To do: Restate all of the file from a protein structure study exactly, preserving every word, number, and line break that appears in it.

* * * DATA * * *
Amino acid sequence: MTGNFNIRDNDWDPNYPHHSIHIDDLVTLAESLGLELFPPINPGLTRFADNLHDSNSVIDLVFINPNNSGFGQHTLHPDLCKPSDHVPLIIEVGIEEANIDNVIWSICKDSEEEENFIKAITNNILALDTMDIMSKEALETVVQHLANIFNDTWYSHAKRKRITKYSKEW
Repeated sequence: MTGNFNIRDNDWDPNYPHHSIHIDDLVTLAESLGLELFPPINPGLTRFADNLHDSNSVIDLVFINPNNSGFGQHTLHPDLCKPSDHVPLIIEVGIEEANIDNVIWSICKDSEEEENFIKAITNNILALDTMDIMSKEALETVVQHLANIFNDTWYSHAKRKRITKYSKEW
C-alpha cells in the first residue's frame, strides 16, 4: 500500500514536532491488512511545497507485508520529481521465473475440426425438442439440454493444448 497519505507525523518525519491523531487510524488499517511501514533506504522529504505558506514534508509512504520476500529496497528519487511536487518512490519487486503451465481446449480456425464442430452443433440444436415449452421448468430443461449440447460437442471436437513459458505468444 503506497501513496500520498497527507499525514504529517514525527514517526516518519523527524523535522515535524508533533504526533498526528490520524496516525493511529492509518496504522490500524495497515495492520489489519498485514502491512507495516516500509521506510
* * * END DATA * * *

Amino acid sequence: MTGNFNIRDNDWDPNYPHHSIHIDDLVTLAESLGLELFPPINPGLTRFADNLHDSNSVIDLVFINPNNSGFGQHTLHPDLCKPSDHVPLIIEVGIEEANIDNVIWSICKDSEEEENFIKAITNNILALDTMDIMSKEALETVVQHLANIFNDTWYSHAKRKRITKYSKEW
Repeated sequence: MTGNFNIRDNDWDPNYPHHSIHIDDLVTLAESLGLELFPPINPGLTRFADNLHDSNSVIDLVFINPNNSGFGQHTLHPDLCKPSDHVPLIIEVGIEEANIDNVIWSICKDSEEEENFIKAITNNILALDTMDIMSKEALETVVQHLANIFNDTWYSHAKRKRITKYSKEW
C-alpha cells in the first residue's frame, strides 16, 4: 500500500514536532491488512511545497507485508520529481521465473475440426425438442439440454493444448 497519505507525523518525519491523531487510524488499517511501514533506504522529504505558506514534508509512504520476500529496497528519487511536487518512490519487486503451465481446449480456425464442430452443433440444436415449452421448468430443461449440447460437442471436437513459458505468444 503506497501513496500520498497527507499525514504529517514525527514517526516518519523527524523535522515535524508533533504526533498526528490520524496516525493511529492509518496504522490500524495497515495492520489489519498485514502491512507495516516500509521506510